L.A./Long Beach terminals push for daytime gate user fee
Thirteen marine terminals in the ports of Los Angeles and Long Beach have proposed a user fee for containers that move through their gates during day-time hours, to relieve container-related traffic.
The West Coast Marine Terminals Operators Discussion Agreement filed an action agreement with the Federal Maritime Commission June 3 to use its antitrust immunity to create a tariff for a daytime gate fee. The proposed agreement also calls for the development of a special purpose entity to administer and collect the fee from shippers. The fee amount has yet to be determined.
“We now feel we’re making significant headway to move trucks off peak hours to non-peak hours,” said Doug Tilden, president of Maritime Terminals Corp., and a member of the discussion agreement, at a meeting of the Agriculture Ocean Transportation Coalition in San Francisco Friday.
For years, Los Angeles and Long Beach port terminals have operated so-called “hoot gates” from 3 a.m. to 8 a.m. to handle large influxes of containers, but the problem is that it still puts many trucks in the weekday rush hour, starting at 6 a.m.
Shippers and terminals in the ports of Los Angeles and Long Beach have tried to head off a California state legislature effort to impose new rules for daytime container traffic to cut down on rush-hour congestion and pollution.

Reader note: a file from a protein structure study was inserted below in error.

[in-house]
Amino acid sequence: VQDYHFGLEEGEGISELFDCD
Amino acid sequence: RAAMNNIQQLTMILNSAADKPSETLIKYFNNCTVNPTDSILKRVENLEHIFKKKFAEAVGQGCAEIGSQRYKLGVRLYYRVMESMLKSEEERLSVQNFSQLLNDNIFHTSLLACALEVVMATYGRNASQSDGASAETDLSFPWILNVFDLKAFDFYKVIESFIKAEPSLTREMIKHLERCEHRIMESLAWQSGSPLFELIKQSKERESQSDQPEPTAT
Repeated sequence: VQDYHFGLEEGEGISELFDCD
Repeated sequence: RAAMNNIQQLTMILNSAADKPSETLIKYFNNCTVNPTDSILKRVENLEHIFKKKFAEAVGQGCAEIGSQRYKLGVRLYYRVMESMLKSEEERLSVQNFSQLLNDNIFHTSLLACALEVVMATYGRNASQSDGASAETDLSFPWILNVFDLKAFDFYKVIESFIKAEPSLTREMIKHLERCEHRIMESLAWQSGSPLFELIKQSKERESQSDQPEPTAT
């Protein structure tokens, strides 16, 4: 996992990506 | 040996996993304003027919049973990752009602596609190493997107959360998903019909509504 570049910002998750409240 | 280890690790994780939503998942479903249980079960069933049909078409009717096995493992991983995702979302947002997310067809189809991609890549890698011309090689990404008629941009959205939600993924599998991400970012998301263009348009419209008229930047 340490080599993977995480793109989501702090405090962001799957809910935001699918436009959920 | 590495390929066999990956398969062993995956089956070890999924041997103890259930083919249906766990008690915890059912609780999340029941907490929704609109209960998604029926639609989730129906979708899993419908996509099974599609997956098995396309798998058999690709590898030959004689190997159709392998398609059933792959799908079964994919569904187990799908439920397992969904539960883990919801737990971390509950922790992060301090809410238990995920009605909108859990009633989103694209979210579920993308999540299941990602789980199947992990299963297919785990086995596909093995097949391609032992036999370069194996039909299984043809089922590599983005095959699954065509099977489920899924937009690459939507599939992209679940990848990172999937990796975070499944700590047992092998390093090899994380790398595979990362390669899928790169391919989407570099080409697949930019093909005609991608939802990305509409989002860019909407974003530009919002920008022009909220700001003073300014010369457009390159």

Robin Lanier, director of the Waterfront Coalition, described the option between a private and public sector daytime gate fee like “negotiating with a gun to your head,” but believes that the terminal operators’ proposal is the best option for shippers in the Los Angeles and Long Beach areas.
The Waterfront Coalition spent the past three years promoting nighttime gates to move containers more efficiently in and out of the ports of Los Angeles and Long Beach. The coalition ran into resistance, however, from dock labor and terminal operators who said the voluntary shipper volumes of the coalition were not enough to justify the expense to operate nighttime gates.
The coalition told the discussion agreement members that any user fee should sunset once container volumes for the nighttime gates surpass 40 percent of the total container volume moving through the two southern California ports. The terminals believe this request is reasonable, but make no promises, Tilden said.
The proposed fee would not impact containers moving in and out of the ports of Los Angeles and Long Beach by rail. Lanier urged shippers, large and small, to encourage their freight forwarders and non-vessel-operating common carriers to use rail transport to avoid the fee.
Tilden said the discussion agreement requested “expedited” FMC approval of the user fee so that it would be in place before the end of the current California assembly session. The discussion agreement hopes to get the fee in place by the third quarter of this year.
California assemblyman Alan Lowenthal, chairman of the California Select Committee on California Ports, who introduced three interrelated bills to tackle container-related road congestion, warned that time was running out for the industry to correct the problem. “We can’t wait any longer,” he told the AgOTC.
Container traffic concerns in other U.S. ports may force other marine terminal groups to do the same. Tilden said it’s highly likely that this type of action “will eventually migrate to other areas, such as other West Coast ports.”